Yet Mark’s Gospel sees Jesus going forward, still drawing crowds, still casting out demons, forging ahead to new ground in spite of opposition. The mystery of the Cross leads to Resurrection and the coming of God’s kingdom. It does not end in death.
Nor do the stories of martyrs end in death; they share in the resurrection of Jesus Christ.“ If you can have some share in the sufferings of Christ, be glad, because you will enjoy a much greater gladness when his glory is revealed.” (1 Peter 4:13-14) The martyrs follow the Suffering Christ–as one sees already in the story of first martyr, Stephen, so carefully crafted to show Stephen following Jesus.
Waiting for an executioner’s sword in the arena, Agnes also sees the heavens open and with arms outstretched says: “ I pray to you, holy Father; behold, I am coming to you, whom I have loved, whom I have sought, whom I have always desired.”
Read the scriptures. Also remember the saints, young girls and soldiers, men and women from every time and place, who heard the same Word we do and believed in that Word. They say : “Follow him.”
Watching the fierce battles in our political world today we ask: Does God care about politics? Or does he keep out of it and want us to keep out of it too? Our reading from the Book of Samuel today says God cares about the world of politics.
“Fill your horn with oil, and be on your way,” God says to Samuel, “I am sending you to Jesse of Bethlehem, for I have chosen my king from among his sons.” Samuel goes through all of Jesse’s sons, but none fit the bill. “Not him, not him, not him,” God says as one after another are brought to Samuel. “Are these all the sons you have?” Samuel asks.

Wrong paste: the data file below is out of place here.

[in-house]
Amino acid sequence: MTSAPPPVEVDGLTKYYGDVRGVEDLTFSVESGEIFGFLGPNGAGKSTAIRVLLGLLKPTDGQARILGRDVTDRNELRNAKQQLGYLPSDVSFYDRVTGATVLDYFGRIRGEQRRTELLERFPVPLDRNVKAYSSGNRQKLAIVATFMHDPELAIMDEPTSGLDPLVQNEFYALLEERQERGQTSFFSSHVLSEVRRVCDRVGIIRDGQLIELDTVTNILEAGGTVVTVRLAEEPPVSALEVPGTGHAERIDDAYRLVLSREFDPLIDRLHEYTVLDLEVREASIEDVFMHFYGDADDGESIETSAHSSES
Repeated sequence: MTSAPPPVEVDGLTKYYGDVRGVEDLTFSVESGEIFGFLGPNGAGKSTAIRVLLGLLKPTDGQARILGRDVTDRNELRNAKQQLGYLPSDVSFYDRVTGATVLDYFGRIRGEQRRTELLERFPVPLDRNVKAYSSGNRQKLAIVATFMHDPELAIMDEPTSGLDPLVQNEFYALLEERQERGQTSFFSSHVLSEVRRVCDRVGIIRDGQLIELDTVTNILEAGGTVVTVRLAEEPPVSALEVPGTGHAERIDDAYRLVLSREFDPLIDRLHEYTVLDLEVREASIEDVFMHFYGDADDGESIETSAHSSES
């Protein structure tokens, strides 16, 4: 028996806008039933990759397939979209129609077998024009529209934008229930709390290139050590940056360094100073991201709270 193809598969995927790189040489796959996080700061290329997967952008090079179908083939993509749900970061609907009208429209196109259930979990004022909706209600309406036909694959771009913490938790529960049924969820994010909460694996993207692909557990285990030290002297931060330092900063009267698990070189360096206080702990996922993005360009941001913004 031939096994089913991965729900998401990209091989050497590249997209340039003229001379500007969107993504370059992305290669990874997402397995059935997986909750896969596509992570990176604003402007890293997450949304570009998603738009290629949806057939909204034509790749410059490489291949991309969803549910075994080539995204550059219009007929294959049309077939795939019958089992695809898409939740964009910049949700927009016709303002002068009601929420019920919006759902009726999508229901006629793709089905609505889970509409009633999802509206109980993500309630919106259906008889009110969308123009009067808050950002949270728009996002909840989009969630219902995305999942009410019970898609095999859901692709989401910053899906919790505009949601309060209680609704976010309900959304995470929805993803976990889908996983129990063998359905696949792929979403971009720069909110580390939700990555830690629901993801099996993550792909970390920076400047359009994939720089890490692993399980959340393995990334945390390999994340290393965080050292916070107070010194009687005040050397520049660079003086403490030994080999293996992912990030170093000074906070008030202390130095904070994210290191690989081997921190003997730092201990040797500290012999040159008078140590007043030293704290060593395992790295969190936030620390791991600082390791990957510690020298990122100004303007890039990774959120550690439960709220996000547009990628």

Jesse replied, “There is still the youngest, who is tending the sheep.” “Send for him,” Samuel says, “we will not begin the sacrificial banquet until he arrives here.” So David is brought to them, ” ruddy, a youth handsome to behold and making a splendid appearance.”
The LORD said, “There–anoint him, for this is he!”
Then Samuel, with the horn of oil in hand, anointed him in the midst of his brothers; ‘and from that day on, the Spirit of the LORD rushed upon David.” (I Samuel 16,1-13)
“Anoint him, there he is,” God says. The prophet pours the horn of olive oil on David. What does the oil signify? A power not his own, a power that is God’s grace, to lead his people. The grace of God is needed to lead.
We are told to keep into the world of politics. It can be messy, uncertain, sometimes going nowhere world. But it’s part of God’s world and God’s plan. Not all of God’s plan, of course. Politics can’t become the only thing, which some think it is. Nor can we avoid it, as some unfortunately do.
We have to be engaged in the politics of our day. We’re also told to pray that our leaders– and ourselves– receive God’s grace.
Almighty and eternal God, you have revealed your glory to all nations. God of power and might, wisdom and justice, through you authority is rightly administered, laws are enacted, and judgment is decreed.